The problem is deceptively elementary: what is the ultimate nature of reality? The answer is misleadingly simple: it is informational.
A straightforward way of making sense of these structural objects is as informational objects, that is as clusters of data, not in the alphanumeric sense of the word, but in an equally common sense of differences de re, i.e. mind-independent points of lack of uniformity.
In its simplest form, a datum can be reduced to just a lack of uniformity, that is, a binary difference, like the presence and the absence of a black dot, or a change of state, from there being no black dot at all to there being one.
Clearly OOP provides us with a concept of informational objects that is richer than our minimalist approach to informational realism may allow us.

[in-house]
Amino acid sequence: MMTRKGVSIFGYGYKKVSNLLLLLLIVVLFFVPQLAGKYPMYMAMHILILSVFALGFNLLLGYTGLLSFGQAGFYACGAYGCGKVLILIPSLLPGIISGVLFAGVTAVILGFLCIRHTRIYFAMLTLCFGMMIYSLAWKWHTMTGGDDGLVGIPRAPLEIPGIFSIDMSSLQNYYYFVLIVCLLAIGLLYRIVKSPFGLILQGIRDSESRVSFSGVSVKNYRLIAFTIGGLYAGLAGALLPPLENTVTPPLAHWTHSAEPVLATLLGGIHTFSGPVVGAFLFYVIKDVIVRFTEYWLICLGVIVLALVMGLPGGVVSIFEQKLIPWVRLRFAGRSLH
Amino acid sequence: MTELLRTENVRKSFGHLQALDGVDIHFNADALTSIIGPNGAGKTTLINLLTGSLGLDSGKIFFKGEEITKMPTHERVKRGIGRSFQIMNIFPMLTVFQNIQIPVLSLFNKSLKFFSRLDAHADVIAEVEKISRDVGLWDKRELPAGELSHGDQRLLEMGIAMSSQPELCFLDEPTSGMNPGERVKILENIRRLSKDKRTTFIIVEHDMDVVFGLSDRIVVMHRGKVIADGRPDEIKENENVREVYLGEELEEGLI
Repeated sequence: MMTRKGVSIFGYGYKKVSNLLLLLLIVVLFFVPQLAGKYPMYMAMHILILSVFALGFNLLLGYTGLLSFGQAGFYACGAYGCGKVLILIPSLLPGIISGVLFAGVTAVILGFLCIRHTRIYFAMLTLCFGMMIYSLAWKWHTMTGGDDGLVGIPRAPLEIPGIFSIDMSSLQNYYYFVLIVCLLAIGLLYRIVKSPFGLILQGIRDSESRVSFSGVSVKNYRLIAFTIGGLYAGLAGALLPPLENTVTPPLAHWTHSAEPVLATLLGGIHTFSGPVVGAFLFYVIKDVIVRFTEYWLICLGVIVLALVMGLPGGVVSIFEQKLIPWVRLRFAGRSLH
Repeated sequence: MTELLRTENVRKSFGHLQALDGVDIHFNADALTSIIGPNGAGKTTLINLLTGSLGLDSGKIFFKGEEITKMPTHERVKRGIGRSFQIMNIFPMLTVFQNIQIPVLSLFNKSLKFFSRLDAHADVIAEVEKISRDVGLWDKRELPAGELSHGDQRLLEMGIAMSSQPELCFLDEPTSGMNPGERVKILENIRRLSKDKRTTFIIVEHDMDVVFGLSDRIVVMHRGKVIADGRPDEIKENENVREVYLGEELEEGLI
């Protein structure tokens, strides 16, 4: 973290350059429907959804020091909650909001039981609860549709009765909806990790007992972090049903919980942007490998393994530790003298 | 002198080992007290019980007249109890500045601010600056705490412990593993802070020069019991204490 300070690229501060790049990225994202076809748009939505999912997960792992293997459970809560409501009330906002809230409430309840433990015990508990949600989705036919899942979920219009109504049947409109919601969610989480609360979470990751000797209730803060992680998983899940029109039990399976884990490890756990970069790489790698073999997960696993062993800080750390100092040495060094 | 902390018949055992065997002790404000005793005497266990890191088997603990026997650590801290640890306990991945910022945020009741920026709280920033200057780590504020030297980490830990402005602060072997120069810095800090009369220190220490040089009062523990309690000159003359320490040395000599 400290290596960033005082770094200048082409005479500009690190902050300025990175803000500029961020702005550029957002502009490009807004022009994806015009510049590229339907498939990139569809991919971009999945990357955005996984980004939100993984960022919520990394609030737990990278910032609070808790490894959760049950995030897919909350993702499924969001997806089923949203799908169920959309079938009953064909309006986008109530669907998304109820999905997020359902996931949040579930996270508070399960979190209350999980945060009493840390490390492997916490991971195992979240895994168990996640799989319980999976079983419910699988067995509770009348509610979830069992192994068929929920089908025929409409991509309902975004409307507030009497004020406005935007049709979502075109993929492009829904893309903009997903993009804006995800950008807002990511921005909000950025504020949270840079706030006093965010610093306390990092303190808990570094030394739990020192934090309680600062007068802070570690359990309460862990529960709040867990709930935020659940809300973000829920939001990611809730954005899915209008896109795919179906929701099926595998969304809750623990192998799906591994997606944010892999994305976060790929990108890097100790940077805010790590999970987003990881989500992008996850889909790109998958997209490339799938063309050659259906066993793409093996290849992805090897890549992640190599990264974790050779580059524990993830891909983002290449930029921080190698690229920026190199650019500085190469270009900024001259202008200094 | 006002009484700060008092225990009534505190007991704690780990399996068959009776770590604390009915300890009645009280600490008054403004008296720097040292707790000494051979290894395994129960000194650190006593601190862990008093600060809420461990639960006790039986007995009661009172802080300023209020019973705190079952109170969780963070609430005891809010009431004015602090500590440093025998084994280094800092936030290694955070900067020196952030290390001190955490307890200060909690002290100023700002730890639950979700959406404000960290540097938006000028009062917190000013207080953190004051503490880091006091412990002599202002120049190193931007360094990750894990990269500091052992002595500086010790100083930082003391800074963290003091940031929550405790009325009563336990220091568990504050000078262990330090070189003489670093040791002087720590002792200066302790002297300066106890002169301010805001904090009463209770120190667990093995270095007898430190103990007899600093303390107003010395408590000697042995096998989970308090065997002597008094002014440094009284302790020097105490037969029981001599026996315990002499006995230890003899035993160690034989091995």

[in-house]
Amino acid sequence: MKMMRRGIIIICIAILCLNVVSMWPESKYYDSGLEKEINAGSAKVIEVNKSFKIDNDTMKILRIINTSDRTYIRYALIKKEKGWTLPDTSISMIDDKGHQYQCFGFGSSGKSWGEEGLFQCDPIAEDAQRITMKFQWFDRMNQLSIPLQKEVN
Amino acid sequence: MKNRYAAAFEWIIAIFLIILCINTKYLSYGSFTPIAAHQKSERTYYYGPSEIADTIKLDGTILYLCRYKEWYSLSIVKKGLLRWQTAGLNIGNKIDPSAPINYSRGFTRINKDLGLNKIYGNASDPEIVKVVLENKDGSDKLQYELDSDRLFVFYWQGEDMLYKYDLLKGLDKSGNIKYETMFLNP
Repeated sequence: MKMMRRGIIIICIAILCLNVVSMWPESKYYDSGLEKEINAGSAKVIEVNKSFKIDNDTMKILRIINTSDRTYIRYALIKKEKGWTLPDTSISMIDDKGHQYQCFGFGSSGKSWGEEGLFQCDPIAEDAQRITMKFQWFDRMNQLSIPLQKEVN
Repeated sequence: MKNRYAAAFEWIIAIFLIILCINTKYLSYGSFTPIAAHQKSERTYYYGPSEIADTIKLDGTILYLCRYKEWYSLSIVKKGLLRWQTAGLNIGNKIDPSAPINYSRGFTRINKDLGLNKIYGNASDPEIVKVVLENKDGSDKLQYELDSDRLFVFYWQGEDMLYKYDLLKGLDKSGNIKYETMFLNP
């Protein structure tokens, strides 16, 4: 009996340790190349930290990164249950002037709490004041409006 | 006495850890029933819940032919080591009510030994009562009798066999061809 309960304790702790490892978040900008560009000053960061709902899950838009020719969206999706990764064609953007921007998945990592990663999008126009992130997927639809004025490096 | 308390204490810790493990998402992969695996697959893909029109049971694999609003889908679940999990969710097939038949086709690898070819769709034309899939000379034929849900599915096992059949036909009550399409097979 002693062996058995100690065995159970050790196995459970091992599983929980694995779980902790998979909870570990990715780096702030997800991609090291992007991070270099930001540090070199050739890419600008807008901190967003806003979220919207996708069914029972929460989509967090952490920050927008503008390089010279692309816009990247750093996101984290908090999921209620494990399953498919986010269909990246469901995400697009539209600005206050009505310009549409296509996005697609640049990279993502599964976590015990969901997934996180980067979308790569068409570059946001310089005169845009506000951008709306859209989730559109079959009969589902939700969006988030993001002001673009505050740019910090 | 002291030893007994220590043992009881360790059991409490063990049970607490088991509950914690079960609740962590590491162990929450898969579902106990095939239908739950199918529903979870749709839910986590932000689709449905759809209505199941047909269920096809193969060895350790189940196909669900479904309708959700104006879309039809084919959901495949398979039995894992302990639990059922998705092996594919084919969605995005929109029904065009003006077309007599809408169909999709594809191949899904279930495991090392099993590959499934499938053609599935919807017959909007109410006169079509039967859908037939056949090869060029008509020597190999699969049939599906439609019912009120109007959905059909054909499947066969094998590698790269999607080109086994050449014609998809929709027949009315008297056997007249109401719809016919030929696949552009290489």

suggest that Floridi is not using a weird non-standard definition of "information" here – or, at least, the standard definition is a subset of Floridi's. Hooray!
My ridiculously overkill hypercomputer has access to an unlimited number of tapes, each of which with a countably infinite number of cells, each of which with a finite number of symbols. If there are n possible symbols, an upper bound for the amount of information stored in each cell is log₂(n) bits. An upper bound for the amount of information in the hypercomputer's working memory is this times some
incomprehensible very large infinity (it is partially-counterfactual, after all), but it's still some amount of information.
Therefore, given the assumption that my hypercomputer can compute all pancomputationalist models (i.e. the accepted definition of pancomputationalism satisfies my constraints), all pancomputationalist models are compatible with informational realism.